One may need to wear a dressing on the area afterwards and one’s breast may feel a little sore. Painkillers usually help the soreness. One may have some bruising in the area of the biopsy. Again, the results can show if the lump is cancerous or non-cancerous (benign).
Breast cancer screening
If one is between 50 and 70 years old, one is advise to have regular breast cancer screening using mammography. If mammogram is normal once it should not be repeated for minimum 3 years.
The detection of a lump in the breast causes understandable fear of a cancer diagnosis. Careful examination will increase the chance of correct diagnosis. It is important that referrals are appropriate and that information and discussion accompany this assessment.
Breast cancer is by far the most common cancer in women. Sometimes there are cases found in men too, the male female ratio being 1:144
Liable aspects for malignancy
• Previous history of breast cancer.
• Family history of breast cancer in a first-degree relative.
• A number of genetic mutations are implicated. The BRCA1, BRCA2 and TP53 mutations carry very high risk but only around 5% of women diagnosed with breast cancer carry a relevant genetic mutation on their chromosomes.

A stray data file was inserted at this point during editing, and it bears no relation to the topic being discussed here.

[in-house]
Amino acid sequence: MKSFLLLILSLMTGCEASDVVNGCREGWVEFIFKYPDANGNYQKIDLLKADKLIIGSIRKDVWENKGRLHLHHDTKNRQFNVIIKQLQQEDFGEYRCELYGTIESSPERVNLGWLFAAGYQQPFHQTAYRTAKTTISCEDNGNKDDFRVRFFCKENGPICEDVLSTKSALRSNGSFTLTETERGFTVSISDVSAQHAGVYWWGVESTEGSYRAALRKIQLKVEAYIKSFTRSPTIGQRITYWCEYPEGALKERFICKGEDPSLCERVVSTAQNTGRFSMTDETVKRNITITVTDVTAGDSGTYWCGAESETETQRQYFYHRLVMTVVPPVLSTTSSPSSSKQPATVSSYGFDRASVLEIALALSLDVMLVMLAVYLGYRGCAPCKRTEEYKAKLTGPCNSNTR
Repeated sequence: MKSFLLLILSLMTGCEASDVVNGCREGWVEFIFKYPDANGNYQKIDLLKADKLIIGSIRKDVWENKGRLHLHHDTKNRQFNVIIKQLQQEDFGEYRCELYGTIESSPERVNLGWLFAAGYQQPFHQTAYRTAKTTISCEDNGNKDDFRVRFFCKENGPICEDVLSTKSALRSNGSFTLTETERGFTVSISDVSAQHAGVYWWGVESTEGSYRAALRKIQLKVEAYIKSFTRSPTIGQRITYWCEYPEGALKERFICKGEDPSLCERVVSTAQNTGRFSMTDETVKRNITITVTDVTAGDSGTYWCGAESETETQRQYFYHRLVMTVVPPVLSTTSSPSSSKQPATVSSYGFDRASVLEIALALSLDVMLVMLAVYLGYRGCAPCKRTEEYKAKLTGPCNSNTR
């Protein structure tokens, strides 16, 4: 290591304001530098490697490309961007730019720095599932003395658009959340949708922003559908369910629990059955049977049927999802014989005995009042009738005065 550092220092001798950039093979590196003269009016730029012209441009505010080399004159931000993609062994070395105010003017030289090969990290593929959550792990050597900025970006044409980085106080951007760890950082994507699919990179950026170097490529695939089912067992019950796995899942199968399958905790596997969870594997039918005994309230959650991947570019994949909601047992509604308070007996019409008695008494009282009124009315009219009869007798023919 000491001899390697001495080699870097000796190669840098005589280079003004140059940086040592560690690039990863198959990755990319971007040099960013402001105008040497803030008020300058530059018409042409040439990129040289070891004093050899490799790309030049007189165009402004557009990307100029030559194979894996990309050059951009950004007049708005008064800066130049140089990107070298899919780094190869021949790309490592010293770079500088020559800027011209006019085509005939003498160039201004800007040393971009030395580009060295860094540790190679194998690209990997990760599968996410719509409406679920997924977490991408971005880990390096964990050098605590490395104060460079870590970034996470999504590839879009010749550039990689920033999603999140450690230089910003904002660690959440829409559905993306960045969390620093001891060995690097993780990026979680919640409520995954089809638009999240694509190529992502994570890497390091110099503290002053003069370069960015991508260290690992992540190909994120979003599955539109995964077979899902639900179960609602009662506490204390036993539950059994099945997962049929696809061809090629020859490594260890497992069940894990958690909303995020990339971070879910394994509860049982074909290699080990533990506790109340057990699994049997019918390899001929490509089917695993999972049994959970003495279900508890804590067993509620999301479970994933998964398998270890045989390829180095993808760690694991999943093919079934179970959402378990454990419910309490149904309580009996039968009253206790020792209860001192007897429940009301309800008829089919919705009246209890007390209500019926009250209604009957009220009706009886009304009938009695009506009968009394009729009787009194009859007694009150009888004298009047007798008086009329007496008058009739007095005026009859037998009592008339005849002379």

• Between 6% and 19% of women will have a family history but this may be due to chance, shared environmental or lifestyle risk factors, or increased genetic susceptibility.
• Risk increases with age. I≤5% of cases present before age the age of 35, ≤25% before the age of 50
• Never having borne a child or first child after the age of 30.
• Not having breast-fed (breast-feeding is protective).
• Early menarche and late menopause.
• Continuous combined HRT increases risk.
• Radiation to chest (even quite small doses).
• Being overweight after the menopause.
• High alcohol intake – may increase risk in a dose-related manner.
• Breast-feeding and physical activity may reduce risk.
• Breast augmentation is not generally associated with increased risk. Type of implant used may be important. There are also concerns that implants may slow detection and therefore adversely affect survival; however, research has been inconclusive
Presenting symptoms of breast cancer:
Breast lump. Most patients present having felt a lump – usually painless but may be painful in some.
Nipple change – eg, inversion, change in shape or a scaling rash.
Bloodstained discharge from nipple – intraduct carcinoma may present in this way.
Skin contour changes.
Axillary lumps – lymph nodes.
Breast pain/mastalgia. Alone this is an uncommon presentation.
Symptoms of metastatic disease – bone pains/fractures, symptoms of lung, liver or brain metastases. (Unusual at presentation.)
Asymptomatic but picked up at routine mammography screen